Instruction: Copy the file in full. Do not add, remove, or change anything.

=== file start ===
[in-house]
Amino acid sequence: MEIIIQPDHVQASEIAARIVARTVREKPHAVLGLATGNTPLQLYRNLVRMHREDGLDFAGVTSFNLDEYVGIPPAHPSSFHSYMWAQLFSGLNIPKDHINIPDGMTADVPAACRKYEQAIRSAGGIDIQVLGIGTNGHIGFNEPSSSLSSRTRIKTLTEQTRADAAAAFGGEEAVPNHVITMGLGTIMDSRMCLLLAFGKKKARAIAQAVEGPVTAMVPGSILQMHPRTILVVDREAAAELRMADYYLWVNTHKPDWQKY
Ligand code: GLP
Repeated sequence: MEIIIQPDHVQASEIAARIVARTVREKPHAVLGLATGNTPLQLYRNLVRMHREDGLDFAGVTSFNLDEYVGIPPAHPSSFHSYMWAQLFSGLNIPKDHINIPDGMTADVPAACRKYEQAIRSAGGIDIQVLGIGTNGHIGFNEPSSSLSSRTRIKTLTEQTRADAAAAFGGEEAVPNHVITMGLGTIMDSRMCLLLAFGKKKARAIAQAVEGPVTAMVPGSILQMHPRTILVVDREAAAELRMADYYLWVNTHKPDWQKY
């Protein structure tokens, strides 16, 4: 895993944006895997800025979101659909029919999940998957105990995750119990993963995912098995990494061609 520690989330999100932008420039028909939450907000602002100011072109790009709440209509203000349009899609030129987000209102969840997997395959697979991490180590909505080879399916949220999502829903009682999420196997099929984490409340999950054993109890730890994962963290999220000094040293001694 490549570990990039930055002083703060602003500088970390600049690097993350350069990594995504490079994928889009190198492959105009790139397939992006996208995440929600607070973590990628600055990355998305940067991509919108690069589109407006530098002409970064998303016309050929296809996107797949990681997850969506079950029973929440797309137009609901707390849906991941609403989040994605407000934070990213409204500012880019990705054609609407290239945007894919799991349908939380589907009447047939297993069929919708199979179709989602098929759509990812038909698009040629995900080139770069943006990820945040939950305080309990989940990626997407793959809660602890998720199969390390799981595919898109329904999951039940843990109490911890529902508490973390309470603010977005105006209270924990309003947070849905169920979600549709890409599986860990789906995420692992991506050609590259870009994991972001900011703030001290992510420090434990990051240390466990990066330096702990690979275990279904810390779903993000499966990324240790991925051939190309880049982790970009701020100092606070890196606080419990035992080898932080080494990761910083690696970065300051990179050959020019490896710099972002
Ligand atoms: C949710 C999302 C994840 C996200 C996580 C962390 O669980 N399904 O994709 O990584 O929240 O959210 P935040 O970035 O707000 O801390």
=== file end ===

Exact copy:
[in-house]
Amino acid sequence: MEIIIQPDHVQASEIAARIVARTVREKPHAVLGLATGNTPLQLYRNLVRMHREDGLDFAGVTSFNLDEYVGIPPAHPSSFHSYMWAQLFSGLNIPKDHINIPDGMTADVPAACRKYEQAIRSAGGIDIQVLGIGTNGHIGFNEPSSSLSSRTRIKTLTEQTRADAAAAFGGEEAVPNHVITMGLGTIMDSRMCLLLAFGKKKARAIAQAVEGPVTAMVPGSILQMHPRTILVVDREAAAELRMADYYLWVNTHKPDWQKY
Ligand code: GLP
Repeated sequence: MEIIIQPDHVQASEIAARIVARTVREKPHAVLGLATGNTPLQLYRNLVRMHREDGLDFAGVTSFNLDEYVGIPPAHPSSFHSYMWAQLFSGLNIPKDHINIPDGMTADVPAACRKYEQAIRSAGGIDIQVLGIGTNGHIGFNEPSSSLSSRTRIKTLTEQTRADAAAAFGGEEAVPNHVITMGLGTIMDSRMCLLLAFGKKKARAIAQAVEGPVTAMVPGSILQMHPRTILVVDREAAAELRMADYYLWVNTHKPDWQKY
């Protein structure tokens, strides 16, 4: 895993944006895997800025979101659909029919999940998957105990995750119990993963995912098995990494061609 520690989330999100932008420039028909939450907000602002100011072109790009709440209509203000349009899609030129987000209102969840997997395959697979991490180590909505080879399916949220999502829903009682999420196997099929984490409340999950054993109890730890994962963290999220000094040293001694 490549570990990039930055002083703060602003500088970390600049690097993350350069990594995504490079994928889009190198492959105009790139397939992006996208995440929600607070973590990628600055990355998305940067991509919108690069589109407006530098002409970064998303016309050929296809996107797949990681997850969506079950029973929440797309137009609901707390849906991941609403989040994605407000934070990213409204500012880019990705054609609407290239945007894919799991349908939380589907009447047939297993069929919708199979179709989602098929759509990812038909698009040629995900080139770069943006990820945040939950305080309990989940990626997407793959809660602890998720199969390390799981595919898109329904999951039940843990109490911890529902508490973390309470603010977005105006209270924990309003947070849905169920979600549709890409599986860990789906995420692992991506050609590259870009994991972001900011703030001290992510420090434990990051240390466990990066330096702990690979275990279904810390779903993000499966990324240790991925051939190309880049982790970009701020100092606070890196606080419990035992080898932080080494990761910083690696970065300051990179050959020019490896710099972002
Ligand atoms: C949710 C999302 C994840 C996200 C996580 C962390 O669980 N399904 O994709 O990584 O929240 O959210 P935040 O970035 O707000 O801390």